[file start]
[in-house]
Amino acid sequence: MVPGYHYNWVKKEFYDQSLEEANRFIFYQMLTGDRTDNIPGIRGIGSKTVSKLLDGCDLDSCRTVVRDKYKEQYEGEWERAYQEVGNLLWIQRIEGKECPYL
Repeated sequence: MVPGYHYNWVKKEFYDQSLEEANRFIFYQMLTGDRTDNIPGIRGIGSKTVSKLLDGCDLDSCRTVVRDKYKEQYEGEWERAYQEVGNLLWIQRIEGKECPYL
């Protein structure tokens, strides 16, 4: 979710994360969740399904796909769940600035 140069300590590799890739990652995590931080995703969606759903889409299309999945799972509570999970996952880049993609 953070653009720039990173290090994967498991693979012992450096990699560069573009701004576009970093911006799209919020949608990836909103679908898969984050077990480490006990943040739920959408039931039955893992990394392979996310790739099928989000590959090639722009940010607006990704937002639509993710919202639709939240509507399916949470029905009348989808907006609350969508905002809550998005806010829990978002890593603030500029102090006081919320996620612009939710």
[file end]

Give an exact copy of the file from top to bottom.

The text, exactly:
[in-house]
Amino acid sequence: MVPGYHYNWVKKEFYDQSLEEANRFIFYQMLTGDRTDNIPGIRGIGSKTVSKLLDGCDLDSCRTVVRDKYKEQYEGEWERAYQEVGNLLWIQRIEGKECPYL
Repeated sequence: MVPGYHYNWVKKEFYDQSLEEANRFIFYQMLTGDRTDNIPGIRGIGSKTVSKLLDGCDLDSCRTVVRDKYKEQYEGEWERAYQEVGNLLWIQRIEGKECPYL
């Protein structure tokens, strides 16, 4: 979710994360969740399904796909769940600035 140069300590590799890739990652995590931080995703969606759903889409299309999945799972509570999970996952880049993609 953070653009720039990173290090994967498991693979012992450096990699560069573009701004576009970093911006799209919020949608990836909103679908898969984050077990480490006990943040739920959408039931039955893992990394392979996310790739099928989000590959090639722009940010607006990704937002639509993710919202639709939240509507399916949470029905009348989808907006609350969508905002809550998005806010829990978002890593603030500029102090006081919320996620612009939710």